I was never a punk. In high school I was a trendy little femme who liked the Smiths and sixties music. Duckie was my fashion icon. The only punk rock I listened to was the Dead Milkmen.
The king of the punks at my school was a senior named Alex who came to class one morning with perfectly spiked hair. Multiple four-inch spikes of Ziggy-red hair held up with egg whites or Elmer’s or some other gravity defying concoction. While he was walking down the hall some big dumb jock took a donut and placed it on one of those epic spikes.
Alex left the donut on his head for the rest of the day.
To me, that epitomizes punk rock. You make a personal statement that goes against the grain, you get hassled for it, but ultimately you subvert that mockery by reclaiming it and making it your own.
I didn’t see any donuts at Riot Fest this year but there was no shortage of that same punk rock attitude.
According to its website, the Wonder Ballroom in Portland was built by The Ancient Order of Hibernians, “a group committed to immigration reform, civil rights for those of Irish descent and the preservation of the old Irish culture.” It opened September 10, 1914 and over the next 96 years passed through a variety of hands and served a variety of services. It was an American Legion, a Catholic Youth Center, a day care center, and now sits on the National Register of Historic Places. Fully rehabbed and restored, the Wonder Ballroom is a glimpse of the past struck new. What better place to see and hear Jay Farrar and Ben Gibbard translate Jack Kerouac to an audience of skinny jeans and beard scratchers?
As is known around here, I am a big fan of this album Farrar and Gibbard put out. I love everything about it as a modern musical interpretation of Jack Kerouac‘s most heart wrenching novel. It features two songwriters so steeped in illusion and imagery that you might guess they’re lost beat writers caught in a worm hole and trapped 60 years from their homes. As an album, One Fast Move Or I’m Gone is about as perfect as they come for me. It has lyrics I can pore over and reinterpret and ponder, it has music that strikes me dumbfounded on a regular basis. It simply doesn’t get better.
I have to admit I was a little baffled by the teaming of Jay Farrar and Benjamin Gibbard for this project. As I said when news of the partnership broke, the only common trait I saw between the two was that each had a unique voice. I mean, this is one of the kings of alt-country working alongside one of the kings of slightly fey teen pop. But then I focused on their words.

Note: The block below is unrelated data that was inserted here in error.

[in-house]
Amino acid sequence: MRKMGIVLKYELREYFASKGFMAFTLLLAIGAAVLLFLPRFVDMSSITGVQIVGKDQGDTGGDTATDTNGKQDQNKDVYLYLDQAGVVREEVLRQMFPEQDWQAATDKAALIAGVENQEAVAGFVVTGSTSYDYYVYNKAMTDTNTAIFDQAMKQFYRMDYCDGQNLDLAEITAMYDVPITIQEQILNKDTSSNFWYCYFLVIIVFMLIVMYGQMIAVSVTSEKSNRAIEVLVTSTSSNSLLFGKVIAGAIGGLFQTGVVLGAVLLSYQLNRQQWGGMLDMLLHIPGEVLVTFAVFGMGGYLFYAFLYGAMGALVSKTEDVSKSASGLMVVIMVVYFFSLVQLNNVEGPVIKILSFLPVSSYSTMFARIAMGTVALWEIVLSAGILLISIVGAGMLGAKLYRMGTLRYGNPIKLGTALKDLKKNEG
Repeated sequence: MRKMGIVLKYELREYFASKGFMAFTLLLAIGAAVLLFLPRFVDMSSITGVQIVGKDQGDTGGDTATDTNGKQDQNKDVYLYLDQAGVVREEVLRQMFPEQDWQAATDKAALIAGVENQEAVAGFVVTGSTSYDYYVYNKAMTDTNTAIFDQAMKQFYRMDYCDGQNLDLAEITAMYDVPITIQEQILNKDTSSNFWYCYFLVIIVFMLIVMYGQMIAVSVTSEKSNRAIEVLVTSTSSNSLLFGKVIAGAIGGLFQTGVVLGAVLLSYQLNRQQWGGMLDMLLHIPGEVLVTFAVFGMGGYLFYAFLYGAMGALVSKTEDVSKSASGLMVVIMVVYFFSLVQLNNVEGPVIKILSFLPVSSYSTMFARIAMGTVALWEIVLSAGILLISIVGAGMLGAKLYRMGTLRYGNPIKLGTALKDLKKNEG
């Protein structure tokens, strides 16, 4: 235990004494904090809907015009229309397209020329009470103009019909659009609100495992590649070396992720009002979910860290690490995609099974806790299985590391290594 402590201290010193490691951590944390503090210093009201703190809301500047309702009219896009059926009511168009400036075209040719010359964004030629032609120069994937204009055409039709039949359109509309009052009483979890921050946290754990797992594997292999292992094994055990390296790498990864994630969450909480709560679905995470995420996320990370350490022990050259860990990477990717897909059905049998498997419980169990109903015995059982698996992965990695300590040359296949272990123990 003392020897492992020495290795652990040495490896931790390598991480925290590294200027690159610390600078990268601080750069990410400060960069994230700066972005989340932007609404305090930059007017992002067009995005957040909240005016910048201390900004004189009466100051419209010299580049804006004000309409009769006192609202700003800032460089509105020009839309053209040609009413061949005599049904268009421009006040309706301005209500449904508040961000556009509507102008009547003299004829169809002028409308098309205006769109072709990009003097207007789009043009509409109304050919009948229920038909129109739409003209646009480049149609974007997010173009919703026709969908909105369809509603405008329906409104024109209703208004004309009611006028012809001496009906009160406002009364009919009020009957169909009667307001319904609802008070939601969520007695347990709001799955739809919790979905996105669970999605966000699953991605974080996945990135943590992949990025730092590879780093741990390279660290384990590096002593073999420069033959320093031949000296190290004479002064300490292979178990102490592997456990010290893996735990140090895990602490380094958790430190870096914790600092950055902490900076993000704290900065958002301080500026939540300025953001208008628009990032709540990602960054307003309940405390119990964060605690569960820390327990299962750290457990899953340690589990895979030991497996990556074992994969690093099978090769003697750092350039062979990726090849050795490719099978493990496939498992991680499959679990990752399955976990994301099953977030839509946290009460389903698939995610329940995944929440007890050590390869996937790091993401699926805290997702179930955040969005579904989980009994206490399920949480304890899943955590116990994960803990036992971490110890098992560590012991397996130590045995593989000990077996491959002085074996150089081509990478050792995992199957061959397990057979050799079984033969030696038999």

Man, chicks love Twilight. If you live in a cave or haven’t recovered from the Harry Potter madness of five years ago you might not even realize that most of the young people in this country have gone crazy for vampires. Yes, vampires. The ladies in particular love this stuff. A spate of copy-cat movies and TV shows are in the works to capitalize on the success of the Twilight but nothing beats the original…except a sequel…and a tour.
And so it is with great excitement and just a bit of nervous giggling that the New Moon Talent Tour kicks off on a tour of—what else?—malls to celebrate the much-anticipated theatrical release of The Twilight Saga: New Moon on November 20.
Kick off starts in LA with Death Cab for Cutie, Band of Skulls, Sea Wolf, and Anya Marina, and then continues with Anya Marina and Hurricane Bells doing a few separate dates in the US.
I am busting out my best velvet smoking jacket and stealing my lady’s eyeliner and heading straight to Hot Topic to pick up some hot vampire love.
If someone had asked me what Death Cab for Cutie’s Ben Gibbard and Son Volt’s Jay Farrar have in common I might have answered, “They both have unique voices?” As it turns out they have much more in common, including a shared passion for Jack Kerouac and it appears now, co-writing credits on the soundtrack for an upcoming bio on the king of Beat writers.
Gibbard and Farrar were approached by filmmakers in 2007 about writing music for the film One Fast Move or I’m Gone: Kerouac’s Big Sur (IMDB), due on October 20. According to Farrar, approximately 90% of the soundtrack’s lyrics draw directly from Kerouac’s poems. One wonders how the filmmakers landed on these two as writing partners, a question that isn’t immediately answered by Gibbard.
“I’d never met Jay before, and we found ourselves in a studio with a film crew, just blinking at each other, diving right into recording sessions,” Gibbard told Billboard.com. “In that first session, we did 3 or 4 songs together. We had the trepidation of not really knowing each other; getting to know each other in real time as we were recording made for a beautiful recording.”
Alison Sudol, aka A Fine Frenzy, covers one of my favorite Death Cab For Cutie songs and applies the appropriate amount of puckishness (I don’t think that’s a real word) to this classic lovelorn ditty.